After quoting this deposition testimony by Mr. Garrison, Justice Oing ruled that a trial was needed on the extent to which Empire sustained damages as a result of Smart Win’s possible breach of the full funding commitment. The judge commented that the damages Mr. Garrison identified were not “speculative” for purposes of a motion for summary judgment and that a trial was necessary at which Empire could seek to attempt to prove the financial damages it sustained as a result of what Mr. Garrison described as Smart Win’s “putting” Empire “out of business.”
Under New York law, a motion for summary judgment is a process by which one party seeks to avoid trial by asserting that the facts are so clear that the party moving for summary judgment should win solely on the basis of information contained in affidavits and other documents. When summary judgment is denied, the issues as to which summary judgment were sought are reserved for trial.
Justice Oing also determined that the 2008 agreement between Empire and Smart Win, while it did contain language relating to a joint venture between Empire and Smart Win, also indicated that a further, more detailed agreement was required for a formal joint venture and that such an additional formal document, while prepared in draft, was never executed. Justice Oing noted that a joint venture could arise from an oral agreement, as Mr. Batista and Empire had argued, but that under the relevant original contract documents, although they referred to a “joint venture” between Smart Win and Empire, it was essential that a further document be executed. Smart Win’s funding of the project stopped before that further document was finalized.”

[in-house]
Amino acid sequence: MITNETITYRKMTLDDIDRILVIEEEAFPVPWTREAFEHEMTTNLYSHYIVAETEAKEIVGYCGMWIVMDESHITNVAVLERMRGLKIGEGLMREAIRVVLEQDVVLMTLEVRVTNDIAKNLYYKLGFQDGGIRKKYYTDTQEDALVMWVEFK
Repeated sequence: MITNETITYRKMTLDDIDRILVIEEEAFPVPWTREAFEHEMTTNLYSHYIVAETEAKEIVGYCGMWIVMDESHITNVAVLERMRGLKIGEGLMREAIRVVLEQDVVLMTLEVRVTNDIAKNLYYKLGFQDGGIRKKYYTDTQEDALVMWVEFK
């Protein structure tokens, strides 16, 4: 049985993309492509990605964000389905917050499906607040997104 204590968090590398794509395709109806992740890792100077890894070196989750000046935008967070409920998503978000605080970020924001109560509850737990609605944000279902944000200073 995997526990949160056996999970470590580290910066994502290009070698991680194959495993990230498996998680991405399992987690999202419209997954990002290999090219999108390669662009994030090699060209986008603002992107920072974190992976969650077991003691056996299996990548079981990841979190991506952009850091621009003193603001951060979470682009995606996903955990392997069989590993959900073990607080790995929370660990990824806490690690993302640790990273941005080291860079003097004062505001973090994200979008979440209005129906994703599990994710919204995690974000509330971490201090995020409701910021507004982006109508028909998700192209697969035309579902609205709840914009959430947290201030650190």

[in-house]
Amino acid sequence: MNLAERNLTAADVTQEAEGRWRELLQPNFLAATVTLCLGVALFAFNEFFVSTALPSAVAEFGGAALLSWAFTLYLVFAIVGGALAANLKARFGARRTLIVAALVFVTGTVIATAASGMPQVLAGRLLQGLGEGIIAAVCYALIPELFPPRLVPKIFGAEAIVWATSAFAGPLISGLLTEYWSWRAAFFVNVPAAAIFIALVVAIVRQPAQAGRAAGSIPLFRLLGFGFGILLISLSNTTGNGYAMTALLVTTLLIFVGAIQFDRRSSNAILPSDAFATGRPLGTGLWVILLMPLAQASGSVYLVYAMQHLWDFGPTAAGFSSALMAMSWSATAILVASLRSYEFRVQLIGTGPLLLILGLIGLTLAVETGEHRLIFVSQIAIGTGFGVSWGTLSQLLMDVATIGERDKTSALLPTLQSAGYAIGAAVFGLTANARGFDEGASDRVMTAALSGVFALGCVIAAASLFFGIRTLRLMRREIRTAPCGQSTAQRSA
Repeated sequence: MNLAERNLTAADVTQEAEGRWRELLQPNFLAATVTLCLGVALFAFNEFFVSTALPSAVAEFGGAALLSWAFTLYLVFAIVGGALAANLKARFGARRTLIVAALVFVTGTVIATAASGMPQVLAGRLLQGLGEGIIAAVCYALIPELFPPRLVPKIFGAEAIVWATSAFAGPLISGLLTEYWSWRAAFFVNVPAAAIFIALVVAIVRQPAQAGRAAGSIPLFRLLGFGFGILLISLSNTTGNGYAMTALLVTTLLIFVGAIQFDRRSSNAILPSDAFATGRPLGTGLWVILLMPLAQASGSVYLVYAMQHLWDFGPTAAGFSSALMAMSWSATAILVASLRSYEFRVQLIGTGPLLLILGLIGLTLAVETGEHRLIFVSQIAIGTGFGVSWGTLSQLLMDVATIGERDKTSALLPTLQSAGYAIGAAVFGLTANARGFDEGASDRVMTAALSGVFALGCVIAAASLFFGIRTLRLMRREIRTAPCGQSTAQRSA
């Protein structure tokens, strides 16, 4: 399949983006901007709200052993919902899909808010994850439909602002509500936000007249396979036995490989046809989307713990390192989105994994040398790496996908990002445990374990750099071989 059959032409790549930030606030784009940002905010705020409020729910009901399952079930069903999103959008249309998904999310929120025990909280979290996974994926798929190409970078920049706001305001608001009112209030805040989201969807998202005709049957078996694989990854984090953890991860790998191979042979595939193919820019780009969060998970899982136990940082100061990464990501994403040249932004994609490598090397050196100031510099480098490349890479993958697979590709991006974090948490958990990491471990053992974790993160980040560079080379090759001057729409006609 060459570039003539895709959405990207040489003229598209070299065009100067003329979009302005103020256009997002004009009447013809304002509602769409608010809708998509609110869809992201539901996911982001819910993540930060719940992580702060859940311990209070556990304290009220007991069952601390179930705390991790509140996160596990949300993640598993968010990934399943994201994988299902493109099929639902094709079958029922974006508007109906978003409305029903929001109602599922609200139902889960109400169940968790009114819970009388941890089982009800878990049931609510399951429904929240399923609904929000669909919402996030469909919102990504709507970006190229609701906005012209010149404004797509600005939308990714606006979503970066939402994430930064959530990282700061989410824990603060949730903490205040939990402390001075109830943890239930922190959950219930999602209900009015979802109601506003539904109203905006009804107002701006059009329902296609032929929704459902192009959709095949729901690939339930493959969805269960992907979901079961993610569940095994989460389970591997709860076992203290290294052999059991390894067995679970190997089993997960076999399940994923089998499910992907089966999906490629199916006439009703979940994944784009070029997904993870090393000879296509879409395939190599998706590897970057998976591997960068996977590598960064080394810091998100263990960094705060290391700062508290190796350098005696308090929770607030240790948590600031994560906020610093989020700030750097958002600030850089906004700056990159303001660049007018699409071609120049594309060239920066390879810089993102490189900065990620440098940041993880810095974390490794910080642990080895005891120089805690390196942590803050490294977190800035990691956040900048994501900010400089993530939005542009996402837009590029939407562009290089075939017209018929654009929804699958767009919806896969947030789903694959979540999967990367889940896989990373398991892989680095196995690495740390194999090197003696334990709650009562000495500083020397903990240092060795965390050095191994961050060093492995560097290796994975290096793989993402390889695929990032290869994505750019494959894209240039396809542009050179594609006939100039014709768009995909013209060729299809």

According to Mr. Batista, the judge’s observation that a further written document was required before a formal joint venture was formed should not have an impact on the amount of damages Empire can attempt to prove on Empire’s surviving breach of contract claim claim against Smart Win. In other words, Mr. Batista said, the damages for breach of contract, if Empire can establish that Smart Win breached the contract, would be the same as if the joint venture claim had survived.
Mr. Batista notes that nothing in today’s rulings by Justice Oing can be viewed as a prediction as to whether Smart Win or Empire will prevail in whole or in part on their respective claims against each other. Now that the summary judgment motion has been resolved, Mr. Batista stresses that It is only a trial with actual witnesses and documents that will determine the claims and counterclaims.
The next status conference is scheduled for December 4, 2014. Its purpose will be to set a trial date. In response to an issue raised by Smart Win’s counsel, Justice Oing refused to rule today on whether, as Mr. Batista has requested, the trial should be held in front of a jury or, as counsel for Smart Win has urged, the trial should be held solely in front of the judge himself as the trier of fact. Justice Oing said that issue could be resolved at a later date.